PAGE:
• Charlotte Community Capital Fund asks city to continue operation

    By: Tenikka Smith


    CHARLOTTE, N.C. - Brazz Carvery is now in its third year of serving lunch and dinner crowds in uptown Charlotte.

    Owner Miital Niak said it was a challenge getting money to get his dream off the ground.

    "We had approached a couple of the local banks and they told us they wouldn't consider a restaurant for financing," Naik said.

    His research led him to Self-Help, a nonprofit community development lender that administers the Charlotte Community Capital Fund.

    The fund was created back in 2003, and at that time it pooled together nearly $2 million from various investors to provide loans to small businesses.

    In the last 10 years, it has given out more than 100 loans totaling more than $5 million.

    More than half were awarded to women- and minority-owned businesses and start-ups, many of whom didn't qualify for traditional bank loans.

    "Over a 10-year period during the worst recession we've had since the1930s we've only had 14 defaults,” said fund operating committee chairman Tom Davis.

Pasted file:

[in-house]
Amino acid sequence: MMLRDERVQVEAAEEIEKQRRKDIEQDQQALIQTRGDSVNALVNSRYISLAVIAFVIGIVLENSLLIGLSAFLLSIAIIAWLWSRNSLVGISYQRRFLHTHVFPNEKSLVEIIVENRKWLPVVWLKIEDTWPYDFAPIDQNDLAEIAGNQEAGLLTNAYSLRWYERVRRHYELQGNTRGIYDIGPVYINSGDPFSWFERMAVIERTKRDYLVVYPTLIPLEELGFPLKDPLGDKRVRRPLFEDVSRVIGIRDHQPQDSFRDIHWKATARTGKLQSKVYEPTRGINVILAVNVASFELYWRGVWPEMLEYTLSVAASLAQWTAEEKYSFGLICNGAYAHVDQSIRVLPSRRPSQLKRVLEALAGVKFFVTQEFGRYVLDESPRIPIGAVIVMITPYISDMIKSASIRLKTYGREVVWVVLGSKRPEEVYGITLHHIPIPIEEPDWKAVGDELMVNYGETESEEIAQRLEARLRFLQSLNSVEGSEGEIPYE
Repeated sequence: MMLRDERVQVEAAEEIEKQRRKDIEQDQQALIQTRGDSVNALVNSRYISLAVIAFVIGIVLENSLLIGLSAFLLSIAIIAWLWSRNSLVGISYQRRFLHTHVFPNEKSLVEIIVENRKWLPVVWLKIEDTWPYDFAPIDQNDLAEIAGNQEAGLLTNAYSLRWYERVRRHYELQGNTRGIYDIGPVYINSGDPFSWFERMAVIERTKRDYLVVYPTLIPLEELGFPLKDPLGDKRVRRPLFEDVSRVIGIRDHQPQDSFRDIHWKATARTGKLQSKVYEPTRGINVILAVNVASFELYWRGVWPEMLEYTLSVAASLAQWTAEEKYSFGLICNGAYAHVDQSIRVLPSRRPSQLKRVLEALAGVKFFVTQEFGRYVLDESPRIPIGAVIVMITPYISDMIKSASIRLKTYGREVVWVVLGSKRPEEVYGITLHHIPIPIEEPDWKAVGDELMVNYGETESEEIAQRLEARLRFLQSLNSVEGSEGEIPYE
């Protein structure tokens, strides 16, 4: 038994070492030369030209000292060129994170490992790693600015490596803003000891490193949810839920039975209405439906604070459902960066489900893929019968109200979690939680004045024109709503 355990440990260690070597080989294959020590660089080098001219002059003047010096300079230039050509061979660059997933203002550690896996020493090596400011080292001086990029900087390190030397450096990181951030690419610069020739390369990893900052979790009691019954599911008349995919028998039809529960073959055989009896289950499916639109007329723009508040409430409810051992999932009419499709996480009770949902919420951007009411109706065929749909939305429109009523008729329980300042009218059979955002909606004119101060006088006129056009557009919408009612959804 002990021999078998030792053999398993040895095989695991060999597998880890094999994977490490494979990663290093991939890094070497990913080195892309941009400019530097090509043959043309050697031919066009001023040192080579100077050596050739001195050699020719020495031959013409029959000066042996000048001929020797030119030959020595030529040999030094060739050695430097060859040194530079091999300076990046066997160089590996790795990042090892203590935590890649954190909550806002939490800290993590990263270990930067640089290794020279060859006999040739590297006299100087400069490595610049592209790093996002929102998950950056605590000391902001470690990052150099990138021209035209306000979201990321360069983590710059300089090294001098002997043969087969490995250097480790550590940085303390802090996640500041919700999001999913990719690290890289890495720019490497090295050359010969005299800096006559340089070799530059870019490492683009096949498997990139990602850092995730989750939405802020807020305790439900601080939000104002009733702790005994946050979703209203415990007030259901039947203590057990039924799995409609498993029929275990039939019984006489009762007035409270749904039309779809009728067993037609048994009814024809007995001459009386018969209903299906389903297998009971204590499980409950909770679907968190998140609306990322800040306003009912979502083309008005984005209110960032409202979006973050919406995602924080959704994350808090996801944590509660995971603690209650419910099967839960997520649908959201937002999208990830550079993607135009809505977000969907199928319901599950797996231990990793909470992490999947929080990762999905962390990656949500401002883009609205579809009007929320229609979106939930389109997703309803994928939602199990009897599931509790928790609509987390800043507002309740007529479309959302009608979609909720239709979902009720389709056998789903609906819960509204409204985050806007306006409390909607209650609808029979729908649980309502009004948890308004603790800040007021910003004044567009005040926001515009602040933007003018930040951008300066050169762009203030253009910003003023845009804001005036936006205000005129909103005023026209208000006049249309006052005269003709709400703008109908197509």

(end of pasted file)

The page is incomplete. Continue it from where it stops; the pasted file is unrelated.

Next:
It is a rate of about 1.4 percent and not far off from the default rate commercial banks normally find acceptable.  The Charlotte Community Capital Fund has now reached the end of its initial 10-year term and is asking the city for approval to continue to help businesses blossom for another decade.

    "Without it we wouldn’t have been able to open,” Naik said.

    Dale Harold is the senior lending officer at Self-Help. 

    "Many times people have all they need to succeed.  They just need a little bit of help along the way," he said.

    Loans range from $5,000 to $200,000. The average loan is $47,000.

    For more information on the Community Capital Fund, click here.

    For more information on Self Help Credit Union, click here.

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